THE WAY IT NORMALLY WORKS ...
Most federal judges are lawyers, some because they found that science was too hard or not to their liking. Now we are finding that some of these very same judges are often presiding over cases that represent existential threats to science, companies that rely on science, and innocent consumers who assume a certain risk when they purchase a product or service that is theoretically safe.
Judge Vince Chhabria sitting in the U.S. District Court for Northern California (San Francisco) will spend a week or so hearing from court-approved experts to help decide whether there is valid scientific evidence to support the hundreds of damage claims that exposure to Monsanto’s Roundup weed-killer can cause non-Hodgkin's lymphoma.
Reportedly, Judge Chhabria “will not determine if the cancer connection exists, but whether the claim has been tested, reviewed and published and is widely accepted in the scientific community.”
Which reveals the dangerous precedent: science by consensus. Truth be told, scientific consensus is an oxymoron as a single research paper can falsify decades of fashionable or agreed-upon science.
In the words of the late scientist/author Michael Crichton, “I regard consensus science as an extremely pernicious development that ought to be stopped cold in its tracks. Historically, the claim of consensus has been the first refuge of scoundrels; it is a way to avoid debate by claiming that the matter is already settled ... Consensus is the business of politics. Science, on the contrary, requires only one investigator who happens to be right, which means that he or she has results that are verifiable by reference to the real world ... The greatest scientists in history are great precisely because they broke with the consensus.”
Perhaps the most famous and credible example of what can go wrong is the tale of “junk science” environmentalism used to have the pesticide DDT banned – leading to the horrible deaths of millions of individuals who were stricken by diseases borne by mosquitos.
Let’s consider some of the biases that may be involved.
The peer-review bias … few people understand that peer-review is a journal publishing process designed to preserve the journal’s reputation by weeding out craziness and ensuring that the material presented is clear and understandable to its qualified audience. Reviewers do not replicate experiments, they do not independently analyze the data, nor do they vouch for the author’s conclusions. The fact that research appears in a well-respected journal that uses the peer-review process is almost meaningless; especially when the reviewers are colleagues of the author or have substantially the same viewpoint.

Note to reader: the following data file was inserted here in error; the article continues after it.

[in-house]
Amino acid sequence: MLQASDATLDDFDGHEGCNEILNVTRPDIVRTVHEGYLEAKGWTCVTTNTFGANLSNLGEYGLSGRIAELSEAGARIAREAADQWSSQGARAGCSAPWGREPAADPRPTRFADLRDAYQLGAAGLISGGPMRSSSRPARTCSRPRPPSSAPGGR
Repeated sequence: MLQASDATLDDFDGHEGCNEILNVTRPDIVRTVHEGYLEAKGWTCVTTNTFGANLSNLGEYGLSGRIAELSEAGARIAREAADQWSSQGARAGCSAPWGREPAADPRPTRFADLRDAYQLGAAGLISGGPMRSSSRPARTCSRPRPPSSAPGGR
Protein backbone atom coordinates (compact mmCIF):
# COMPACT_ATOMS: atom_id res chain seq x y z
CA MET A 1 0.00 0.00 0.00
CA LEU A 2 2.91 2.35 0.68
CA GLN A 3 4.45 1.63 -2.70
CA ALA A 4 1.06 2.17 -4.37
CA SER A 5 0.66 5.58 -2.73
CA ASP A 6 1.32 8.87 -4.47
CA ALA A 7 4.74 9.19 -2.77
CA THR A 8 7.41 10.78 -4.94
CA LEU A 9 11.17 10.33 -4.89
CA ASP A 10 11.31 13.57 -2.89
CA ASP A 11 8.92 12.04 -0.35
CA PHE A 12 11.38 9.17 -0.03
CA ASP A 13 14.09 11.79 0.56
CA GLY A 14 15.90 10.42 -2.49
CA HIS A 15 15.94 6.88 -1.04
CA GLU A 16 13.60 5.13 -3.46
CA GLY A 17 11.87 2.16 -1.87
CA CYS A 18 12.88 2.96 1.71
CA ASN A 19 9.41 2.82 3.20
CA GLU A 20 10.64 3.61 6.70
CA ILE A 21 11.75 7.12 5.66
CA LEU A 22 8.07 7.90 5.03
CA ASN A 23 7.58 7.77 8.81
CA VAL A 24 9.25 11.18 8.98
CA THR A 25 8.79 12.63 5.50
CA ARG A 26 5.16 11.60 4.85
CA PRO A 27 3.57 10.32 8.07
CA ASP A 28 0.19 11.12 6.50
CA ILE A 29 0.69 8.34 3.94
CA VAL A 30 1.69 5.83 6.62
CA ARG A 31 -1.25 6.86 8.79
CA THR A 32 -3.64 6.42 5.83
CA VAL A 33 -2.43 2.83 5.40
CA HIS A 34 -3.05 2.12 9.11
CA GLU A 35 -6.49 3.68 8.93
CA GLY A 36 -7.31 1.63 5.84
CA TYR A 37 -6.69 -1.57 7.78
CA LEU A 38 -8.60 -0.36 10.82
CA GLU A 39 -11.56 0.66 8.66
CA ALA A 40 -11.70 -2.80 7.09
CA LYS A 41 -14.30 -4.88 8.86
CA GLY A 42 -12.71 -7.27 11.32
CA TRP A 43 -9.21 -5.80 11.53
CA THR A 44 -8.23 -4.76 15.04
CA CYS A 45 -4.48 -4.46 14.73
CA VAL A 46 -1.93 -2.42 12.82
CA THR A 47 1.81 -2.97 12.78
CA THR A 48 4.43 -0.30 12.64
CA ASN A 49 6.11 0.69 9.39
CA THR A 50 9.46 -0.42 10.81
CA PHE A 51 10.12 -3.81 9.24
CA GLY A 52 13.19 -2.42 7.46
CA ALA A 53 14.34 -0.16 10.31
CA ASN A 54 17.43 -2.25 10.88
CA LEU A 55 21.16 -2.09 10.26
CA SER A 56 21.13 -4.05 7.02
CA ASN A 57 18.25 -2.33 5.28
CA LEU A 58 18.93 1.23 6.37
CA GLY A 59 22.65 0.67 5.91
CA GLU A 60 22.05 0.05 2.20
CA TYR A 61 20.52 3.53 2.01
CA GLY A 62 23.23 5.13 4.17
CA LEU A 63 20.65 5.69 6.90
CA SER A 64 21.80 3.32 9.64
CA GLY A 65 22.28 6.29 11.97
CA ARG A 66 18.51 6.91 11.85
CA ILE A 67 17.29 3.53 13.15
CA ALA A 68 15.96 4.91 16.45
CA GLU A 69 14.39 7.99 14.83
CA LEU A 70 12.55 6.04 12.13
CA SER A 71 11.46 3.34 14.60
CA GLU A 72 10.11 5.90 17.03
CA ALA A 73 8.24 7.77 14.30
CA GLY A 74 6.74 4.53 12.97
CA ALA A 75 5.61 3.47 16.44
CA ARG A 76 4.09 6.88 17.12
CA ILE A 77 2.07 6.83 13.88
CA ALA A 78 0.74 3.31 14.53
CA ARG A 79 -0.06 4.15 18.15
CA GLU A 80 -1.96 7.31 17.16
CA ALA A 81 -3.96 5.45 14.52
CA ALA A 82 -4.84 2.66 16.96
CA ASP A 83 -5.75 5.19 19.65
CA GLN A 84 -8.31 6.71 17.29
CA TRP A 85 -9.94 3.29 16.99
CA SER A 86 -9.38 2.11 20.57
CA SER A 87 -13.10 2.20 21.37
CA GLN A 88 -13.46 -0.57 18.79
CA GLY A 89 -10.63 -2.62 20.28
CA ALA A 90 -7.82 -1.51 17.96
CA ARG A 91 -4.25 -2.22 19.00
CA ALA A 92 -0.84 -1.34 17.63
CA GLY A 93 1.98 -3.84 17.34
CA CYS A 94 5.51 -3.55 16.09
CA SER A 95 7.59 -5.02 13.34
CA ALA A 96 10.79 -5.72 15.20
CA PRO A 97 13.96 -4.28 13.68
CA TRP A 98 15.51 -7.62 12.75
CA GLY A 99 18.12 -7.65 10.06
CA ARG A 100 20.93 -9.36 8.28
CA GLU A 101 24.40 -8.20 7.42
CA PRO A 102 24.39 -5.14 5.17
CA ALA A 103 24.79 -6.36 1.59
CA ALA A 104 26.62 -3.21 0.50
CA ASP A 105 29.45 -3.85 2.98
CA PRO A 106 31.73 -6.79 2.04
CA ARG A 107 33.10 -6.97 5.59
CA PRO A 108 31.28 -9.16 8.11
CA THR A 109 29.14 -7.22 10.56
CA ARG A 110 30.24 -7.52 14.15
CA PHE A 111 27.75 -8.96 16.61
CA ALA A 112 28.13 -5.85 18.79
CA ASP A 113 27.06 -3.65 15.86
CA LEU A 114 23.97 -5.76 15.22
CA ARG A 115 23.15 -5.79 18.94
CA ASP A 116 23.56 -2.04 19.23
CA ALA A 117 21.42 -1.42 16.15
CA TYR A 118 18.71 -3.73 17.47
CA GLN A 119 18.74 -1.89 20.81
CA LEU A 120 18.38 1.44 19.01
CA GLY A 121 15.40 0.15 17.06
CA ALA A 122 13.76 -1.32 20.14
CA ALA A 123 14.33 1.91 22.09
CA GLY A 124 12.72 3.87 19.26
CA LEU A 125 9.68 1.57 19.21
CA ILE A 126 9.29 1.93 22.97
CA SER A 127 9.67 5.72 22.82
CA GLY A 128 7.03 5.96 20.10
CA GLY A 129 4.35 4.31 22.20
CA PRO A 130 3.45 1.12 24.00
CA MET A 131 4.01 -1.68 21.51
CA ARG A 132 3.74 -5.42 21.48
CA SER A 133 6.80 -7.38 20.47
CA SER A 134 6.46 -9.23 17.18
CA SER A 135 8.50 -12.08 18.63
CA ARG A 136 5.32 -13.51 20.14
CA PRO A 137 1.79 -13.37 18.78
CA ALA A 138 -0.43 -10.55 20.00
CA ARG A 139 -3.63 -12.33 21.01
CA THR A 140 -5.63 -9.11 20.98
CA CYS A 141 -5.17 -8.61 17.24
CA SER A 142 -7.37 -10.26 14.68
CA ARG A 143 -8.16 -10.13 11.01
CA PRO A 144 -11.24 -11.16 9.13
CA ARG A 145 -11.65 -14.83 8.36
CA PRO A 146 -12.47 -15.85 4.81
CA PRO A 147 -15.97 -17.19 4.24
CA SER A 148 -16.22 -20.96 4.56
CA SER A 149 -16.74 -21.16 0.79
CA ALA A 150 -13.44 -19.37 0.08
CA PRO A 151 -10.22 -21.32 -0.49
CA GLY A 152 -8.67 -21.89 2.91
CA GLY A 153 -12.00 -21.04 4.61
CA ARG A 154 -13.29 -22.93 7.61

The correlation bias … the results of applying statistical methodologies to a dataset may produce some result, but may not answer fundamental questions. First, is the variable or variables under examination the correct variable(s) to test in a world with a multiplicity of both dependent and independent variables? Second, does correlation imply causation? And third, what is the probability that the result is not an error? All recreational drug users drink water, and the correlation is one-hundred percent. But the real question is, while drinking water correlates with drug use, does drinking water cause drug use?
The inherent sponsorship bias … it is well known that institutions, researchers, and projects that are aligned with the agenda of the sponsor are more likely to be funded than research the falsifies previous significant and costly research. And, as we have seen numerous times in the past, research that is adverse to the sponsor’s position is either abandoned or buried in reams of irrelevancy. This leads to a strategic error in thinking. Since pro-research papers will outnumber con-research papers, can one rely on the number of papers published to determine a scientific truth?
Searching the literature is not always the answer.
And, one might suspect that the venality of the well-paid attorneys who may be betting on some form of pre-trial multi-million dollar settlement might be the impetus for the cases.
Already, I am seeing attorneys soliciting cases on television using the opening "Legal Alert" and widely advertising their 1-800 number to farmers, landscapers, and heavy exposure residential users. Using the tagline, "If you or someone you love has been diagnosed with Non-Hodgkin's Lymphoma after being exposed to a popular weed killer, you may be entitled to compensation. Call for more information."
Should Monsanto be forced to curtail the use of their popular weed-killer, Roundup," you can be that there will be a significant number of employees who will be, as the night follows the day, losing their jobs.